Calgary·FOOD AND THE CITY

Edgar Farms' asparagus crop in Innisfail is sure sign of spring in Alberta

Alberta asparagus is the most fleeting, surest sign of spring - and a six-generation farm in Innisfail is seeing an early crop of the thick juicy stalks thanks to unseasonably warm conditions in the province.

Earliest ever aspagus harvest at 6-generation farm north of Calgary

Elna Edgar shows off some freshly-picked asparagus at the farm near Innisfail. (Julie Van Rosendaal)

While fires continue to rage up north, this unseasonably hot weather is triggering an early, healthy crop of asparagus on Edgar Farms, just southwest of Innisfail, Alta.

"In all the years we have been growing this very quirky crop we have never picked before May 5," says Elna Edgar, who runs Edgar farms with her husband, Doug, daughter Keri and son-in-law Randy.

"We usually get going around May 15. We saw the first spears up about April 5 and started picking our early rising hilltop on April 19."

Doug and Elna have been growing asparagus since the 80s. Doug's mother had a small asparagus patch in the garden, and it inspired them to diversify and experiment with a larger plot.

Edgar Farms' central Alberta location provides the ideal soil conditions and cool climate to produce sweet and flavourful asparagus. (Julie Van Rosendaal)

Six generations of Edgars have lived and farmed on the homestead, where Doug's great-grandfather, William Edgar Sr, settled in 1907 after arriving by covered wagon.

Elna grew up on a farm 12 miles east, and the pair attended Olds College before taking over the farm.

Asparagus isn't a common crop in Alberta, and many people told them it wouldn't work.

But our sunny days and cool nights make the perfect growing conditions for sweet, tender spears with purple tips — cool temperatures keep the natural sugars from turning into starch.

The catch — their crops can vary wildly depending on weather conditions, and are often damaged or destroyed by hail.

Besides asparagus, the Edgars grow peas and beans and raise Angus beef.

At their farm store, you'll also find homemade asparagus relish and pickles, pickled beets, handmade pies and other things that should be bought straight from the farm (they have an onsite commercial kitchen).

But they're known for their asparagus — the largest crop in the province.

Elna Edgar with Keri and Makayla - three generations - are seen in this 2012 photo. (Edgar Farms)

The window for local asparagus is always narrow. They usually pick from mid-May until the end of June, but this year it has opened early.

It's a good sign — earlier than usual last year they had to abandon picking portions of the asparagus fields that were hit the hardest by devastating hail storms in the summer of 2014, damaging the mature plants.

Doug and Elna have built their own harvesting system — rows of seats set as close to the ground as possible on motorized wheels, with buckets rigged to the sides so that pickers can reach down between their legs to snap off each spear — which emerges from the ground on its own — right at the base, so there's no need to trim woody ends.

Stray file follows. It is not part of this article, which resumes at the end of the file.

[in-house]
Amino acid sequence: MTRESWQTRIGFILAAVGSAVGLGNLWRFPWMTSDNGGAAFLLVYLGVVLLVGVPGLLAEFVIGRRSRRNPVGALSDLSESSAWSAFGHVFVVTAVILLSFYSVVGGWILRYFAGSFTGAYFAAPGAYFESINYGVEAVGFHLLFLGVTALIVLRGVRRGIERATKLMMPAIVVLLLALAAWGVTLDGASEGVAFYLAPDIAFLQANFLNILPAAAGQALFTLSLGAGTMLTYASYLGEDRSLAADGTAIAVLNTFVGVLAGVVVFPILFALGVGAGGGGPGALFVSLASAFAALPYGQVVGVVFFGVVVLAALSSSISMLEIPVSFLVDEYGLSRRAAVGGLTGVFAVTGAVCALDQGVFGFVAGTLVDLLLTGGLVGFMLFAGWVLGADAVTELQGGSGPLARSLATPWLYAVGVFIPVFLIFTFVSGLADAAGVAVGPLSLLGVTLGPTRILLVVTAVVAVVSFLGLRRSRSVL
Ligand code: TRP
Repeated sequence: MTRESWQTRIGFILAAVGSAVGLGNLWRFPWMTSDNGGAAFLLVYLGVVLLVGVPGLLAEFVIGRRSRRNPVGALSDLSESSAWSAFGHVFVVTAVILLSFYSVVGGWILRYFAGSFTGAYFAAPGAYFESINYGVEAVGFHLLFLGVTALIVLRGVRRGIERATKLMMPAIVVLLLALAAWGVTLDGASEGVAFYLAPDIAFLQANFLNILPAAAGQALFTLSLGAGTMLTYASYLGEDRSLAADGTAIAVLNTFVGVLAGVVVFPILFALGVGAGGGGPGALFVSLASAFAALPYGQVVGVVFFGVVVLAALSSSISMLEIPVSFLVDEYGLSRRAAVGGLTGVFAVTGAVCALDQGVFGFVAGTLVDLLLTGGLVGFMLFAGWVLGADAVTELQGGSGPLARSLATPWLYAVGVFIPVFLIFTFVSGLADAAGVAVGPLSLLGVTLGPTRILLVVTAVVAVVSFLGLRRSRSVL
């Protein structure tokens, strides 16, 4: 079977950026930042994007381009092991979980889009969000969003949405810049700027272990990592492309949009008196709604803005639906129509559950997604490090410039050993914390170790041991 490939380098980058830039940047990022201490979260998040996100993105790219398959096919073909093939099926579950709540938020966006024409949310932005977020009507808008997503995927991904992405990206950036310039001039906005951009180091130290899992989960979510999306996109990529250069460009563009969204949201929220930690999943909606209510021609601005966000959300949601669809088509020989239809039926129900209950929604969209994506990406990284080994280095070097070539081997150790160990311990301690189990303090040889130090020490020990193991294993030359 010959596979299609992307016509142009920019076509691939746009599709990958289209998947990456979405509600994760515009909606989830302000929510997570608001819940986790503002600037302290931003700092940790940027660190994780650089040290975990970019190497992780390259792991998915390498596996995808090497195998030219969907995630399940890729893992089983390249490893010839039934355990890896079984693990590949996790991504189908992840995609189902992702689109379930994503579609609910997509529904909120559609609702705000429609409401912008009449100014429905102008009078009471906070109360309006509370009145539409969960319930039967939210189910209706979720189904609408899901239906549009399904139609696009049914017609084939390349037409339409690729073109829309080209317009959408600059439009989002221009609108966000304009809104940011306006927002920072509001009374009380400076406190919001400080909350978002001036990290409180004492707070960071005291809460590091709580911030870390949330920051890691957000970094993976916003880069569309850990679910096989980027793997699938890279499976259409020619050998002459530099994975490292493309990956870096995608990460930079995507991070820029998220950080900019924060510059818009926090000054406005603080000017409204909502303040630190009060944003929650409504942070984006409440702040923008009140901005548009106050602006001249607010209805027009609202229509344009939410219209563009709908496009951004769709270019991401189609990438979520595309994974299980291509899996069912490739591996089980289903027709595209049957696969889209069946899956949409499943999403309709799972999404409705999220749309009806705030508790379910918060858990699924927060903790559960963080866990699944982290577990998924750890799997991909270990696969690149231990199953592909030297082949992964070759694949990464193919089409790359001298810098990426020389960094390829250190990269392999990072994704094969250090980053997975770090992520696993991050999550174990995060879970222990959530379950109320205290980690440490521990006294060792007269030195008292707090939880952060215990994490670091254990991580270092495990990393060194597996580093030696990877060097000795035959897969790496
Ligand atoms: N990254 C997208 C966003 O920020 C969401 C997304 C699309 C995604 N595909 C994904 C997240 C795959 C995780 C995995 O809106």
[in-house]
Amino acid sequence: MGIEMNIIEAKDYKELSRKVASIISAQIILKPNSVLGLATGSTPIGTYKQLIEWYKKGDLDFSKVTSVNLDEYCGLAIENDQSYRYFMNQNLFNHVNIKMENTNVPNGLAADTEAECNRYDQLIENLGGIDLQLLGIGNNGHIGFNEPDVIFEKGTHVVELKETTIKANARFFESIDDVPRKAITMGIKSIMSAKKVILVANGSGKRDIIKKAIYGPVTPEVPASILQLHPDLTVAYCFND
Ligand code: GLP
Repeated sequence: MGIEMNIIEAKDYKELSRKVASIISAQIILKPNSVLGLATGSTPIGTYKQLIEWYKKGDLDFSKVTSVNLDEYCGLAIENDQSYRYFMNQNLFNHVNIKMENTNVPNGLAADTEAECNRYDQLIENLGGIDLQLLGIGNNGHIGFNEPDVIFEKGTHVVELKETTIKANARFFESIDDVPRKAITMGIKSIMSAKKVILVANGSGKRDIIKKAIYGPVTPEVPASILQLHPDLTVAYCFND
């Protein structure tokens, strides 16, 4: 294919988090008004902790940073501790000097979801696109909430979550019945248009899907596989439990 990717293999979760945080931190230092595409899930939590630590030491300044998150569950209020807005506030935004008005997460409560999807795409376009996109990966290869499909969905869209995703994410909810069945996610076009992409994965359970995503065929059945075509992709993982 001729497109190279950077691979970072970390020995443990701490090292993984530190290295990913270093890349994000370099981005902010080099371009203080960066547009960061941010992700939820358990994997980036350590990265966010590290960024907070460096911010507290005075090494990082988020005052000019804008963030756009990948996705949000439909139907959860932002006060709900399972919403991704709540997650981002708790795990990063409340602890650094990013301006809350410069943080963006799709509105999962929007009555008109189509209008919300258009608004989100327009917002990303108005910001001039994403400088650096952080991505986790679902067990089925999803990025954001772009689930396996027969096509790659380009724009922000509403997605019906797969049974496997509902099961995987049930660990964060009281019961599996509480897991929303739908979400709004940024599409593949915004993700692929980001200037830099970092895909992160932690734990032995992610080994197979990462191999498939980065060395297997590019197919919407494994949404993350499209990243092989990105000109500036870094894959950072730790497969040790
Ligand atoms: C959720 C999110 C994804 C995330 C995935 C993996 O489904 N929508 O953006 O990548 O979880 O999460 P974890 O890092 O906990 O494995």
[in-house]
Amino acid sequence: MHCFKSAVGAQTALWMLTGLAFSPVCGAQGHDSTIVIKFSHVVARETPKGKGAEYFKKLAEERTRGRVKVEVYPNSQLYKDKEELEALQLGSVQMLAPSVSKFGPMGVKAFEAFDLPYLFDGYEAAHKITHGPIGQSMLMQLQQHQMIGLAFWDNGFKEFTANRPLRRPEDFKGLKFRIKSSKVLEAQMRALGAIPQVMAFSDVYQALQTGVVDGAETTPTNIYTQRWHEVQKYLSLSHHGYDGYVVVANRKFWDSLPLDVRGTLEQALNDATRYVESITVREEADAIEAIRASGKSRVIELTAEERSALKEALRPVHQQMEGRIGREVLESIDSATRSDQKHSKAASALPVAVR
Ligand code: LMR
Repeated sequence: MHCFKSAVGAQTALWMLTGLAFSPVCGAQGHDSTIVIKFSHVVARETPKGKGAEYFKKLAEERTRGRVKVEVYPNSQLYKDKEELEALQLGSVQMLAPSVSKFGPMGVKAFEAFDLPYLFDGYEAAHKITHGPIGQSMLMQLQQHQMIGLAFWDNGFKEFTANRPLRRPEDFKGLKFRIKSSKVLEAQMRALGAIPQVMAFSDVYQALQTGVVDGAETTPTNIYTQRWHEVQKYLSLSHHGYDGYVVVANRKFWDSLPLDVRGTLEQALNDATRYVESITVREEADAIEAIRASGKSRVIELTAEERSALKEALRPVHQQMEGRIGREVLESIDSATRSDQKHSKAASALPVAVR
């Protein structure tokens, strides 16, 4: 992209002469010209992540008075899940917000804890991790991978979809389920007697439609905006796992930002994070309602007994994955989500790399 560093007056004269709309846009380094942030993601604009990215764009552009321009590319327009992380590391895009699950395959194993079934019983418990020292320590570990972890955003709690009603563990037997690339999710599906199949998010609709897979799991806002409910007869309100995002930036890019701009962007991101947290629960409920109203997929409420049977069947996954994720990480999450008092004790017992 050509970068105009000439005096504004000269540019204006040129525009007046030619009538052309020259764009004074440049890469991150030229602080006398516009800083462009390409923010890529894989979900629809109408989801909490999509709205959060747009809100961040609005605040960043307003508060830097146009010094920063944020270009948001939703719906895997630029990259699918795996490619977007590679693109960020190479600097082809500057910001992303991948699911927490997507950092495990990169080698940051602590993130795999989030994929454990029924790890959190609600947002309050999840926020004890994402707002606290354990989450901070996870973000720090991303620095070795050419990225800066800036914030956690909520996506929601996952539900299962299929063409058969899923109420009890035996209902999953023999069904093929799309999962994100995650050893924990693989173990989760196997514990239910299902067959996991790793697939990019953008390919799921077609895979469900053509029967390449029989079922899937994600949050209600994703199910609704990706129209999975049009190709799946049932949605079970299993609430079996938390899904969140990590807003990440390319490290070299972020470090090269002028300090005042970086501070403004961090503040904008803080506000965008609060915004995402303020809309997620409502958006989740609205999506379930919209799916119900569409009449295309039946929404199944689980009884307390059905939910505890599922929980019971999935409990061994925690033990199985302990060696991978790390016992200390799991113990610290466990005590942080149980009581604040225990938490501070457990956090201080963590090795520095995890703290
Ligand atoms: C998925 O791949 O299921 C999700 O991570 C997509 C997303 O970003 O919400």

On the hottest days, they pass through the fields to harvest twice, the asparagus grows so fast.

"This year, the spears are nice and fat, which indicates lots of stored energy in the crowns, due to the exceptionally warm summer last year and the fact that we stopped picking early," Elna says.

Last year, the plants were skinnier, without any nutrient reserves after the 2014 hail storms.

The Edgar Farms country store is open daily from 8 a.m. to 8 p.m. until mid-September. (Julie Van Rosendaal)

Contrary to popular belief, when it comes to asparagus, thinner is not necessarily better — in fact, even Elna herself prefers thicker spears, and says they're sweeter.

Thicker stalks are better suited to certain dishes — if you plan to grill them, for example, they're easier to handle with tongs and less likely to slip through the grate than the pencil-thin ones.

Doug and Elna will have a good supply at farmers' markets this weekend under the Innisfail Growers banner, including stalks from their newest field, which at only three-years-old, can only be picked for about 10 days to prevent stressing the plants.

Alberta asparagus is the most fleeting, surest sign of spring — one we can embrace by eating as much as possible before the plants turn to tall, wispy ferns and lie in wait for next year.

Asparagus served with a sesame-soy sauce makes a quick and tasty meal. (Julie Van Rosendaal)

Edgar Farms is located near Innisfail, (403) 227-2443. Their farm store is open from 8 a.m. to 8 p.m. seven days a week until about mid-September.

About the Author

Julie Van Rosendaal

Calgary Eyeopener's food guide

Julie Van Rosendaal talks about food trends, recipes and cooking tips on the Calgary Eyeopener every Tuesday at 8:20 a.m. MT. The best-selling cookbook author is a contributing food editor for the Globe and Mail, and writes for other publications across Canada.